Shelby County chapter building power, protections for all | Kentuckians For The Commonwealth

Shelby County chapter building power, protections for all

If you attended the KFTC annual meeting, you saw one of the Shelby County chapter’s newest members, Joy Fitzgerald, give the chapter petition. She woke up the room with her excitement about being a member of KFTC. Another new member, Mari Mujica, also attended her very first annual meeting.

But our proudest accomplishment is a huge step forward in the four-year-long quest to get a fairness ordinance in Shelby County. We said last year we wouldn't quit and we haven't. 

We may not yet have an ordinance, but what we do have is a brand-new Human Rights Commission with a majority of new members recommended by the Shelby County KFTC and NAACP chapters. 

That may have something to do with the commission's very first order of business being reviewing and possibly recommending a fairness ordinance for adoption by Shelbyville and Shelby County. The previous commission had refused to even hear a request for a discussion.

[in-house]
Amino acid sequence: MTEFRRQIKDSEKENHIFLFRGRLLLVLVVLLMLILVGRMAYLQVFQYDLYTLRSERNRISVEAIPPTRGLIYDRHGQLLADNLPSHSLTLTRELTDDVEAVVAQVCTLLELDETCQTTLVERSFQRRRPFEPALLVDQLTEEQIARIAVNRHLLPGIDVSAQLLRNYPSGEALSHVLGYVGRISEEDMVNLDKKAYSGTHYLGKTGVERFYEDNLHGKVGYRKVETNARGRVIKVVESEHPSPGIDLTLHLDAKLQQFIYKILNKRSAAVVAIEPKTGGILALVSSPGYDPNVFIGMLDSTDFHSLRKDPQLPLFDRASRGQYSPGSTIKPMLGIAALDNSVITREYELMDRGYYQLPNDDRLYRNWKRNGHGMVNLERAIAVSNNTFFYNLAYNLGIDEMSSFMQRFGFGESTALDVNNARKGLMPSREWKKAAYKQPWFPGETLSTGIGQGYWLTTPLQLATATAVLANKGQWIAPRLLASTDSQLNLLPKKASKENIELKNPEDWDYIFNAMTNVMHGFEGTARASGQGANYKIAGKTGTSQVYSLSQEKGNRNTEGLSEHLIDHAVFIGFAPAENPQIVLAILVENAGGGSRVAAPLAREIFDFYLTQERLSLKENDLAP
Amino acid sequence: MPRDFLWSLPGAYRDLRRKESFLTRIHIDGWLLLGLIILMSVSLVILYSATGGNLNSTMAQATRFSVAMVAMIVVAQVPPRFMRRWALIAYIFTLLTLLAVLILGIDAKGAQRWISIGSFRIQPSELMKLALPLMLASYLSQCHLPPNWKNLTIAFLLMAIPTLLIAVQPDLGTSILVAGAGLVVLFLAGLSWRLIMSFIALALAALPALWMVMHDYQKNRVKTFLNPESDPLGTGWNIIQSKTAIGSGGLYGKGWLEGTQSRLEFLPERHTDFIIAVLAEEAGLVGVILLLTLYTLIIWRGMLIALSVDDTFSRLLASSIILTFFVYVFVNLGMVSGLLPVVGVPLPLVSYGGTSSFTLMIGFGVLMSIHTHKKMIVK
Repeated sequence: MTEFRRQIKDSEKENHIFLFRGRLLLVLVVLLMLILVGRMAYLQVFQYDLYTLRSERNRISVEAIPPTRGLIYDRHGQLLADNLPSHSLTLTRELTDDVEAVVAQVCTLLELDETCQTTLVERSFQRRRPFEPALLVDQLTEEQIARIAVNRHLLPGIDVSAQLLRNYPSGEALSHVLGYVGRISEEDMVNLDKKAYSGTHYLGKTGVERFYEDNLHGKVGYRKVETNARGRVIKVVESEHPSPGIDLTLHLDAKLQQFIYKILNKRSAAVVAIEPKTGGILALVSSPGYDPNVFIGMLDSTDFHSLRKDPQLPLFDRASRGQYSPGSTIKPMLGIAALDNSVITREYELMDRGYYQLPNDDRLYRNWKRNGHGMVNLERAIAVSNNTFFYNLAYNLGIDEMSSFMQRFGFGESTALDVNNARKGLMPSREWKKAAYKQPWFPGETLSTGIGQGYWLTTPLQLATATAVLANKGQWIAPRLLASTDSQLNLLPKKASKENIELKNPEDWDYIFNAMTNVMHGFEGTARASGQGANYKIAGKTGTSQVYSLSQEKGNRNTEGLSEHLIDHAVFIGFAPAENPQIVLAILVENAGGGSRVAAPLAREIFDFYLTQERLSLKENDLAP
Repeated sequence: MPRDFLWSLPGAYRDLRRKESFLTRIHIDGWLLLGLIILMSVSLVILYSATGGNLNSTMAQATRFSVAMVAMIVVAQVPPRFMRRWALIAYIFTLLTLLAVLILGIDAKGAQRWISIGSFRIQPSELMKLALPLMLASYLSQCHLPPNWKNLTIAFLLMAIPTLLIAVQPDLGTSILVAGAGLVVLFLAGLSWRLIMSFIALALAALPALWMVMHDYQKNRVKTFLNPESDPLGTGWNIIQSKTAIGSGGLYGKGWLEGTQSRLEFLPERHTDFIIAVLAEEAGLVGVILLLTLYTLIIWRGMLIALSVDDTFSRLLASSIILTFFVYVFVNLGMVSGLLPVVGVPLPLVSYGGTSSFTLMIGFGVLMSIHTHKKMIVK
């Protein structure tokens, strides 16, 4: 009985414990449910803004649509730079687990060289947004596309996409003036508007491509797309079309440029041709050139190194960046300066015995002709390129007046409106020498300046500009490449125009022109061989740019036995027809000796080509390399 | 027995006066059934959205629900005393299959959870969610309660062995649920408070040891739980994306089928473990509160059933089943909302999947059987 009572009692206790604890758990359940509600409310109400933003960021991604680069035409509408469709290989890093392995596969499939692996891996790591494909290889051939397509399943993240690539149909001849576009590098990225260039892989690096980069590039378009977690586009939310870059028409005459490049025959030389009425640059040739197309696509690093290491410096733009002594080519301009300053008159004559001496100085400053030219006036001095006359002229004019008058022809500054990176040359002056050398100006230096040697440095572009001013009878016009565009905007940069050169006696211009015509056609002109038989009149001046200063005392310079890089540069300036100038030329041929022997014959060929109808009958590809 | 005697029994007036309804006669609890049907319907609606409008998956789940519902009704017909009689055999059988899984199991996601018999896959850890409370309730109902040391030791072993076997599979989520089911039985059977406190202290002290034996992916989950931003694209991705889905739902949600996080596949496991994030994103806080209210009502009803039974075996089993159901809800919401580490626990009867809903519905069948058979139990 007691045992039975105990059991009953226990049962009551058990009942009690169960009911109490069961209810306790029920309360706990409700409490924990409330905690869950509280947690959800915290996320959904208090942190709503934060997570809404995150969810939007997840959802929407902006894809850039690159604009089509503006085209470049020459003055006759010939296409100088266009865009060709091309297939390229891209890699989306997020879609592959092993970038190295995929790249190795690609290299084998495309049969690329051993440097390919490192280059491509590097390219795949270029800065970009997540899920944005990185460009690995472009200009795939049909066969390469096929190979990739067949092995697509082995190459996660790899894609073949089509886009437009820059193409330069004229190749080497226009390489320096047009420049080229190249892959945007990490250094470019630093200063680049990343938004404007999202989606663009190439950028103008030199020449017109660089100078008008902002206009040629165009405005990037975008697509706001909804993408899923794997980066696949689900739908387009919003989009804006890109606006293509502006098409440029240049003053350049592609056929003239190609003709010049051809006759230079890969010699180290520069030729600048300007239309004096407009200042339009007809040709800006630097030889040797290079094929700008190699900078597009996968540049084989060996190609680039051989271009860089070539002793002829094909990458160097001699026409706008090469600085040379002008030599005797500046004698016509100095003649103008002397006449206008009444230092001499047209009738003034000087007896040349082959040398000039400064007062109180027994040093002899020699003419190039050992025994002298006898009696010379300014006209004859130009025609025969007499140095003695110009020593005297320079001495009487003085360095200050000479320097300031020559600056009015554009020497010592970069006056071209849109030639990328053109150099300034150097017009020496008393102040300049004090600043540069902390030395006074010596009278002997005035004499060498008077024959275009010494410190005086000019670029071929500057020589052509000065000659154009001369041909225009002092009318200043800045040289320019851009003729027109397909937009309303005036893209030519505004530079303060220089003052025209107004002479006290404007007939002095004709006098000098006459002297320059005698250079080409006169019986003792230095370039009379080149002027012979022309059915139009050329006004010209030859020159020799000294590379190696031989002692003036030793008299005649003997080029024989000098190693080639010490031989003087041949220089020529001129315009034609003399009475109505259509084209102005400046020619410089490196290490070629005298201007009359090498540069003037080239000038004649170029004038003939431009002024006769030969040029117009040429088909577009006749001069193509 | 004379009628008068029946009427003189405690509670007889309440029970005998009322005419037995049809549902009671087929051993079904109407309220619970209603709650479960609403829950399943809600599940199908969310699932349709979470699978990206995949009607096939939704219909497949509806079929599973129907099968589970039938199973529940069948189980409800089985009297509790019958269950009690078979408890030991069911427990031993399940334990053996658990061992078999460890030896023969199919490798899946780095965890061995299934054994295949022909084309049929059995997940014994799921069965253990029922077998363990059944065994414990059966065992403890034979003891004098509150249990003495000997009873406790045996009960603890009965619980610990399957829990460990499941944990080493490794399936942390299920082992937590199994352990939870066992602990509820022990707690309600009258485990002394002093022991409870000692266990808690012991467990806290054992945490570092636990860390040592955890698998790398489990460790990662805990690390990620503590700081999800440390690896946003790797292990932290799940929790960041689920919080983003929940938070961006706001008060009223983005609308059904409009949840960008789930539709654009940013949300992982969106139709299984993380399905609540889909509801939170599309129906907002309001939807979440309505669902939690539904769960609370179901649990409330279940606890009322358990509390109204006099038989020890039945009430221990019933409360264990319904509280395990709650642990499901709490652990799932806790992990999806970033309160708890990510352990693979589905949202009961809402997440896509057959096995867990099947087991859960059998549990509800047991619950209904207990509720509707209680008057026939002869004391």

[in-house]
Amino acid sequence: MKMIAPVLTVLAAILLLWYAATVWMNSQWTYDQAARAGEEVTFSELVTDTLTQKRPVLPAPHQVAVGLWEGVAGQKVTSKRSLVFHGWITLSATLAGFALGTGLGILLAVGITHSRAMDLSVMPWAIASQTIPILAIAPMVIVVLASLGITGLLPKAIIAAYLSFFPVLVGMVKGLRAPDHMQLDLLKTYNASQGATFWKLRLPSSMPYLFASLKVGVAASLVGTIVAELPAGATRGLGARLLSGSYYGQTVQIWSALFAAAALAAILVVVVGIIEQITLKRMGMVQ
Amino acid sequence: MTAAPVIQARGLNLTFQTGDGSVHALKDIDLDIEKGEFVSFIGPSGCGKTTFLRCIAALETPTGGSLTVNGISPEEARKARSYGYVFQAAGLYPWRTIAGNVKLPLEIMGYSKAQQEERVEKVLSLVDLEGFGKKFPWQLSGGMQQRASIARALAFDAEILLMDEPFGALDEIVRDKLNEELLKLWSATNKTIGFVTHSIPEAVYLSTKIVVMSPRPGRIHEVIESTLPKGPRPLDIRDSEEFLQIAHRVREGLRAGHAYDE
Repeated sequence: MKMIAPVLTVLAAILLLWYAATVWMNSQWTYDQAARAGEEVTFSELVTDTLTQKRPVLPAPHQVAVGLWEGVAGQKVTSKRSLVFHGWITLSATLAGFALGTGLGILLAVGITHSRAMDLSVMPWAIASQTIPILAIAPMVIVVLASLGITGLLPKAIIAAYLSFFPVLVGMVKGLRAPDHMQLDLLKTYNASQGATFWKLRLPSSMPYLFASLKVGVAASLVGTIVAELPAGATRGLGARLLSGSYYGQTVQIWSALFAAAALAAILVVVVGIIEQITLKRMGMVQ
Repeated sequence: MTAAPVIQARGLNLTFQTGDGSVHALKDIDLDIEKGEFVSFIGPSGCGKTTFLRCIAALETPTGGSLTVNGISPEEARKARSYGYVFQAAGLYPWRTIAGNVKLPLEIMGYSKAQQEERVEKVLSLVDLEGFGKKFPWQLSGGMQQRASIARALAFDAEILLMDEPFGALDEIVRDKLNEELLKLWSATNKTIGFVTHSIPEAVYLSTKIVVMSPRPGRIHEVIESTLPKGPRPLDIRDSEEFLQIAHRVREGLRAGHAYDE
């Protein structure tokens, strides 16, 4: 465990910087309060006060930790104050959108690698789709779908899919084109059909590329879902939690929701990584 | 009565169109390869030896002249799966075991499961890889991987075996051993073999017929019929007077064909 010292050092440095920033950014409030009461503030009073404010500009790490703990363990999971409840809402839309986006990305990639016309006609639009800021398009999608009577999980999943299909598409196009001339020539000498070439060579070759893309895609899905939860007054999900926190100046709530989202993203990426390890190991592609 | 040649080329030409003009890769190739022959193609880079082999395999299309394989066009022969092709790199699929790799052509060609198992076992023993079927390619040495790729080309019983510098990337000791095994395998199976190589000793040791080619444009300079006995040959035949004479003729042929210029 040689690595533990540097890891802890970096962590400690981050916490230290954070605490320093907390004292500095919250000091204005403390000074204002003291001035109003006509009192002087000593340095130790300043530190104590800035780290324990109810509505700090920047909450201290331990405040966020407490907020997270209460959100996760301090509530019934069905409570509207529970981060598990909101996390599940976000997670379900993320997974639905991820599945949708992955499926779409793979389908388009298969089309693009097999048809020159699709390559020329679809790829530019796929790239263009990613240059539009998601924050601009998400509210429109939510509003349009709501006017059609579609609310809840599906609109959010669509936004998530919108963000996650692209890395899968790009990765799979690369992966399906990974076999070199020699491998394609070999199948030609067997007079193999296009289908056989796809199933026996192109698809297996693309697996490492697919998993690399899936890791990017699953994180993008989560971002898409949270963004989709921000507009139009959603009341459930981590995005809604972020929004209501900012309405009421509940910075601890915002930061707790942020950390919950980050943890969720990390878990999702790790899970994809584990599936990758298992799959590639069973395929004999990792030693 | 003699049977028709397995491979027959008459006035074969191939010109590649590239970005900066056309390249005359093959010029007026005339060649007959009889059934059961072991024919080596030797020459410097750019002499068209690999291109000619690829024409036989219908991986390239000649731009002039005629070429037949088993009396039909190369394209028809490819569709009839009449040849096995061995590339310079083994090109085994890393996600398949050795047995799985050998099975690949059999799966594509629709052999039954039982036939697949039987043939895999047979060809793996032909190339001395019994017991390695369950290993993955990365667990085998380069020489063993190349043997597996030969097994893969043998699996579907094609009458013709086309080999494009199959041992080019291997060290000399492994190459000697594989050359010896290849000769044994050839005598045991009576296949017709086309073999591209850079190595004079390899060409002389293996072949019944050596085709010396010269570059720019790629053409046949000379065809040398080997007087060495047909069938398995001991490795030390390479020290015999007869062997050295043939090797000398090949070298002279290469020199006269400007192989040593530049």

Shelby County now has an active Human Rights Commission eager to stand up for victims of all kinds of discrimination in the community. 

Chapter members are not sitting on our HRC laurels, though. Just last month the chapter held an informational meeting about raising the minimum wage with an expert from the Kentucky Center for Economic Policy. Members are considering launching a “Fight for $15” in Shelby County.

Shelby KFTC members also have been at the forefront of the effort to reform the county animal shelter, which has been suffering from multiple problems.

Members held a human rights training for elected officials and other interested residents. Mari Mujica led that and did a superb job.

We held two fundraisers, a chili supper and one of our FAMOUS pie auctions, raising a total of $1,300. And yes, of course, we broke our own pie auction fundraising record, getting $900 for the best pies, cakes, quiches and cookies in all the land.

And we drove a KFTC float in the Shelbyville Labor Day Parade. It was decorated in the rainbow colors of racial justice, economic justice, social justice and of course fairness.